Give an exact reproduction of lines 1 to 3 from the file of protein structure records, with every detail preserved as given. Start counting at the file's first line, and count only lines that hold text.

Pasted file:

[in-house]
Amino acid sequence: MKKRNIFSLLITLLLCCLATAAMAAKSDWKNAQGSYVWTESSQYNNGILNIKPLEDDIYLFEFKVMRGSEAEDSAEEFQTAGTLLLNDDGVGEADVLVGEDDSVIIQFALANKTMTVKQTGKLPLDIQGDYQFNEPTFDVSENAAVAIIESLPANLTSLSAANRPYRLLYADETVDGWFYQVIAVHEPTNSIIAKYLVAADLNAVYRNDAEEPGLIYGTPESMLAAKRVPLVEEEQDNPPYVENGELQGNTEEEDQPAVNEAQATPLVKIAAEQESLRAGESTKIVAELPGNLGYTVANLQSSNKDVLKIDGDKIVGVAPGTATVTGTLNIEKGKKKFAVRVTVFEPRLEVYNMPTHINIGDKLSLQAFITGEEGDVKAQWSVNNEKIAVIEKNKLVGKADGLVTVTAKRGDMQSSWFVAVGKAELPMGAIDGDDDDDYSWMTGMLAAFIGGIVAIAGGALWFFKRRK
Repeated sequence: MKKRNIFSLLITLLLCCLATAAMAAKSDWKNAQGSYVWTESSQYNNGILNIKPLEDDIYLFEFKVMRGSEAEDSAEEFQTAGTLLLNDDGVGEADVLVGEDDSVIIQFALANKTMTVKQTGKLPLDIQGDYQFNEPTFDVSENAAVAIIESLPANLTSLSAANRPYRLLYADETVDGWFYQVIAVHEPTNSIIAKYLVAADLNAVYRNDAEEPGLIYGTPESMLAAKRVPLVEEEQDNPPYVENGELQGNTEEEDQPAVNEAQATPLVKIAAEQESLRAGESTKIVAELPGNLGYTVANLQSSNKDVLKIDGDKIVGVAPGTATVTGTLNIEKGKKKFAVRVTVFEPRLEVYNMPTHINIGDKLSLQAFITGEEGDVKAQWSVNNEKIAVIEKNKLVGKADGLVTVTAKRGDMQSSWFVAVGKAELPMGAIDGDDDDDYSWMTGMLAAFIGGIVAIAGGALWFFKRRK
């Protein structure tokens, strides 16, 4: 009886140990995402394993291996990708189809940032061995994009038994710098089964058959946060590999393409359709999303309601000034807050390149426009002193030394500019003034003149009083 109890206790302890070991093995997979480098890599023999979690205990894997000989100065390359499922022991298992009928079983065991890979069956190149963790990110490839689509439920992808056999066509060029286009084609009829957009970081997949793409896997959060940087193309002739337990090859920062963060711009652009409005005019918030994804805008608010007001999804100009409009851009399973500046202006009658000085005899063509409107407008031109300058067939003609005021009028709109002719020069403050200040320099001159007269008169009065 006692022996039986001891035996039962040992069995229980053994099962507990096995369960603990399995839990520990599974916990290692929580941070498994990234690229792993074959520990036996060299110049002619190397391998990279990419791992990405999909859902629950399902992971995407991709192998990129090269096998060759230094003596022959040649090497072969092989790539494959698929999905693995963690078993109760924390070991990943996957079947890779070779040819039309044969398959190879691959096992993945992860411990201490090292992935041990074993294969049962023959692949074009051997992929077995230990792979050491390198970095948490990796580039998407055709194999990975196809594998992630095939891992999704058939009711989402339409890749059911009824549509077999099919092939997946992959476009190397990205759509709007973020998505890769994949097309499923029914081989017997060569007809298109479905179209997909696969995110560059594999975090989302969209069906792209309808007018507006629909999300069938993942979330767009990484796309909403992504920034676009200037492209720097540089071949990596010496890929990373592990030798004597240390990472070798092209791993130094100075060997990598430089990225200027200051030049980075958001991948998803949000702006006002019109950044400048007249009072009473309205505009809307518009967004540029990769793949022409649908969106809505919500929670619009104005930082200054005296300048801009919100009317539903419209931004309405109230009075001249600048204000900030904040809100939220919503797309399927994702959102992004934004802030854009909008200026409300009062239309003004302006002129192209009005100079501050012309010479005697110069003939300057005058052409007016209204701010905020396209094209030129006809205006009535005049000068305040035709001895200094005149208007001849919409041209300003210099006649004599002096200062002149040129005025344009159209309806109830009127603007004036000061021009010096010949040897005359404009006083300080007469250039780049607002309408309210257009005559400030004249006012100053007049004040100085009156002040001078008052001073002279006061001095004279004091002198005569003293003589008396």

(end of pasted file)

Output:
[in-house]
Amino acid sequence: MKKRNIFSLLITLLLCCLATAAMAAKSDWKNAQGSYVWTESSQYNNGILNIKPLEDDIYLFEFKVMRGSEAEDSAEEFQTAGTLLLNDDGVGEADVLVGEDDSVIIQFALANKTMTVKQTGKLPLDIQGDYQFNEPTFDVSENAAVAIIESLPANLTSLSAANRPYRLLYADETVDGWFYQVIAVHEPTNSIIAKYLVAADLNAVYRNDAEEPGLIYGTPESMLAAKRVPLVEEEQDNPPYVENGELQGNTEEEDQPAVNEAQATPLVKIAAEQESLRAGESTKIVAELPGNLGYTVANLQSSNKDVLKIDGDKIVGVAPGTATVTGTLNIEKGKKKFAVRVTVFEPRLEVYNMPTHINIGDKLSLQAFITGEEGDVKAQWSVNNEKIAVIEKNKLVGKADGLVTVTAKRGDMQSSWFVAVGKAELPMGAIDGDDDDDYSWMTGMLAAFIGGIVAIAGGALWFFKRRK
Repeated sequence: MKKRNIFSLLITLLLCCLATAAMAAKSDWKNAQGSYVWTESSQYNNGILNIKPLEDDIYLFEFKVMRGSEAEDSAEEFQTAGTLLLNDDGVGEADVLVGEDDSVIIQFALANKTMTVKQTGKLPLDIQGDYQFNEPTFDVSENAAVAIIESLPANLTSLSAANRPYRLLYADETVDGWFYQVIAVHEPTNSIIAKYLVAADLNAVYRNDAEEPGLIYGTPESMLAAKRVPLVEEEQDNPPYVENGELQGNTEEEDQPAVNEAQATPLVKIAAEQESLRAGESTKIVAELPGNLGYTVANLQSSNKDVLKIDGDKIVGVAPGTATVTGTLNIEKGKKKFAVRVTVFEPRLEVYNMPTHINIGDKLSLQAFITGEEGDVKAQWSVNNEKIAVIEKNKLVGKADGLVTVTAKRGDMQSSWFVAVGKAELPMGAIDGDDDDDYSWMTGMLAAFIGGIVAIAGGALWFFKRRK